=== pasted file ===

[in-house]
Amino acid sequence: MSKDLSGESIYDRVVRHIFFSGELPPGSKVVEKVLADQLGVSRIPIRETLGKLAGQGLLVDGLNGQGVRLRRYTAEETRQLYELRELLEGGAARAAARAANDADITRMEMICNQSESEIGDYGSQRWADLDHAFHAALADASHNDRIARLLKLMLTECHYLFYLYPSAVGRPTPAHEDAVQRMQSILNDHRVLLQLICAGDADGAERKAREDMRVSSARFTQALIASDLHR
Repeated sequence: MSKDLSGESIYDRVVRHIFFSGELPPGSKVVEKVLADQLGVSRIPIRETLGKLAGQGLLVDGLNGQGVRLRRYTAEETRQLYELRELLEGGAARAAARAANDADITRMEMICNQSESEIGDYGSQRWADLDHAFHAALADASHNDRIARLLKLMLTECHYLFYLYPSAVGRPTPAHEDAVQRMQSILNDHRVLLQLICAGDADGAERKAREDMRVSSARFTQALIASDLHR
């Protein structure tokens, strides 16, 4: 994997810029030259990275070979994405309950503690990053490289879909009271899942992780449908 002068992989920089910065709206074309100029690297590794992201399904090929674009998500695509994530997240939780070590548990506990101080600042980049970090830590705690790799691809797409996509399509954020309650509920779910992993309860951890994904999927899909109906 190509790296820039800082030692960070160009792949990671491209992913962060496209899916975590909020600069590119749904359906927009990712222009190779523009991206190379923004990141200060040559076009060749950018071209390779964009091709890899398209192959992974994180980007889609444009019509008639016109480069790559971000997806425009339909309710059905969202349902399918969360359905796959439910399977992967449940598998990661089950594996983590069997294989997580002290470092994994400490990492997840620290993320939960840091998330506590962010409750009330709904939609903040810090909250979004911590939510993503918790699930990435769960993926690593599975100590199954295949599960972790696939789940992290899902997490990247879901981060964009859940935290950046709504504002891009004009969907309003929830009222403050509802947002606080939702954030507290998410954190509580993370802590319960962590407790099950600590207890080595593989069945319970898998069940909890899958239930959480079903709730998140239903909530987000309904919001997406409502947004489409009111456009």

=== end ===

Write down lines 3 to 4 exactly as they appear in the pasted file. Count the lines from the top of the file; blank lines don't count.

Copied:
Repeated sequence: MSKDLSGESIYDRVVRHIFFSGELPPGSKVVEKVLADQLGVSRIPIRETLGKLAGQGLLVDGLNGQGVRLRRYTAEETRQLYELRELLEGGAARAAARAANDADITRMEMICNQSESEIGDYGSQRWADLDHAFHAALADASHNDRIARLLKLMLTECHYLFYLYPSAVGRPTPAHEDAVQRMQSILNDHRVLLQLICAGDADGAERKAREDMRVSSARFTQALIASDLHR
């Protein structure tokens, strides 16, 4: 994997810029030259990275070979994405309950503690990053490289879909009271899942992780449908 002068992989920089910065709206074309100029690297590794992201399904090929674009998500695509994530997240939780070590548990506990101080600042980049970090830590705690790799691809797409996509399509954020309650509920779910992993309860951890994904999927899909109906 190509790296820039800082030692960070160009792949990671491209992913962060496209899916975590909020600069590119749904359906927009990712222009190779523009991206190379923004990141200060040559076009060749950018071209390779964009091709890899398209192959992974994180980007889609444009019509008639016109480069790559971000997806425009339909309710059905969202349902399918969360359905796959439910399977992967449940598998990661089950594996983590069997294989997580002290470092994994400490990492997840620290993320939960840091998330506590962010409750009330709904939609903040810090909250979004911590939510993503918790699930990435769960993926690593599975100590199954295949599960972790696939789940992290899902997490990247879901981060964009859940935290950046709504504002891009004009969907309003929830009222403050509802947002606080939702954030507290998410954190509580993370802590319960962590407790099950600590207890080595593989069945319970898998069940909890899958239930959480079903709730998140239903909530987000309904919001997406409502947004489409009111456009």